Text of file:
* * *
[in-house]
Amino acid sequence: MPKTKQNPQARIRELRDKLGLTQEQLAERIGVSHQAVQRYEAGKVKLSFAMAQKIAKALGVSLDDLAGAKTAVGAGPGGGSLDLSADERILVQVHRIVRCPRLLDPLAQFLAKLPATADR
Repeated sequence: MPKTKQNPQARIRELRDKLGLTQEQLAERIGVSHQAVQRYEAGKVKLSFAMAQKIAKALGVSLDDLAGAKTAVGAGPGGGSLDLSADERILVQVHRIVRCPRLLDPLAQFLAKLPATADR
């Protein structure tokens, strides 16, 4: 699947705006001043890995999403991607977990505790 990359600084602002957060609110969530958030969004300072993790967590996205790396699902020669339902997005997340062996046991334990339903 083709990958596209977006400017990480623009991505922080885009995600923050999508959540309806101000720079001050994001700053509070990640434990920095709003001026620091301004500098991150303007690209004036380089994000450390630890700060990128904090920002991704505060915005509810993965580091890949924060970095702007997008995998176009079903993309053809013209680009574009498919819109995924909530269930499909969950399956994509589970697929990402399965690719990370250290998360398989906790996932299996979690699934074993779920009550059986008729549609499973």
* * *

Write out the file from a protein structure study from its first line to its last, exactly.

[in-house]
Amino acid sequence: MPKTKQNPQARIRELRDKLGLTQEQLAERIGVSHQAVQRYEAGKVKLSFAMAQKIAKALGVSLDDLAGAKTAVGAGPGGGSLDLSADERILVQVHRIVRCPRLLDPLAQFLAKLPATADR
Repeated sequence: MPKTKQNPQARIRELRDKLGLTQEQLAERIGVSHQAVQRYEAGKVKLSFAMAQKIAKALGVSLDDLAGAKTAVGAGPGGGSLDLSADERILVQVHRIVRCPRLLDPLAQFLAKLPATADR
């Protein structure tokens, strides 16, 4: 699947705006001043890995999403991607977990505790 990359600084602002957060609110969530958030969004300072993790967590996205790396699902020669339902997005997340062996046991334990339903 083709990958596209977006400017990480623009991505922080885009995600923050999508959540309806101000720079001050994001700053509070990640434990920095709003001026620091301004500098991150303007690209004036380089994000450390630890700060990128904090920002991704505060915005509810993965580091890949924060970095702007997008995998176009079903993309053809013209680009574009498919819109995924909530269930499909969950399956994509589970697929990402399965690719990370250290998360398989906790996932299996979690699934074993779920009550059986008729549609499973």